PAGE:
A blog about translation, language, literature, and other related topics. Updated every approximately every five days.
Sunday, November 02, 2008
Cultural References in Translation
How obvious do you have to make cultural references in translation? Recently, I was reading an English translation of a novel by a Japanese author. I caught phrases such as “going to a Japanese teahouse” and “X, the Japanese god of…” and so on. In other words, the translation gives more information than the original and emphasizes the “Japaneseness” of the text (I assume this anyway, since I can’t read Japanese, but I doubt a Japanese work would need to explain Japanese concepts for Japanese readers). Do you think literary translations should have added explanations (non-fiction translations require different strategies, as we know)?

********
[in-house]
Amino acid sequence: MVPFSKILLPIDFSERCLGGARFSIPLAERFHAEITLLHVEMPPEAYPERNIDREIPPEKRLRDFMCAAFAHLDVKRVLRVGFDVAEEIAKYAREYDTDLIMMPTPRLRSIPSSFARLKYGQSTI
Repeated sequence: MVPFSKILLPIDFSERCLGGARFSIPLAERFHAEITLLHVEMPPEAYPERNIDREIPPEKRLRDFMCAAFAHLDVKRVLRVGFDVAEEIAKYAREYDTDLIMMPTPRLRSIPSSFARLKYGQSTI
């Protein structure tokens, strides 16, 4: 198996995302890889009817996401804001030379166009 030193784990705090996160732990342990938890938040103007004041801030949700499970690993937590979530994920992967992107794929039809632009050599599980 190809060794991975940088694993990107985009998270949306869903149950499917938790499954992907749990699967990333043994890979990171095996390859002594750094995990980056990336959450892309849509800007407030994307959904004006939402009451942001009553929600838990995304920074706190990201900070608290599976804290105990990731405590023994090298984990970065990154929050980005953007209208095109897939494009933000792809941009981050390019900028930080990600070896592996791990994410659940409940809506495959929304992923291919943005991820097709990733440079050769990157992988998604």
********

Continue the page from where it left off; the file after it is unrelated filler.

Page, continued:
Originally from Chicago, I lived in southern Sweden for nearly 5.5 years, and moved to southern Wales in September 2006. I completed a Ph.D. translation studies in June 2009 at Swansea University, with a dissertation on the translation of children's literature.
Now I live in Norwich, England, where I am a lecturer at the University of East Anglia, and I also work as a translator, writer, and editor.
Contact me at bravenewwords (AT) gmail (DOT) com.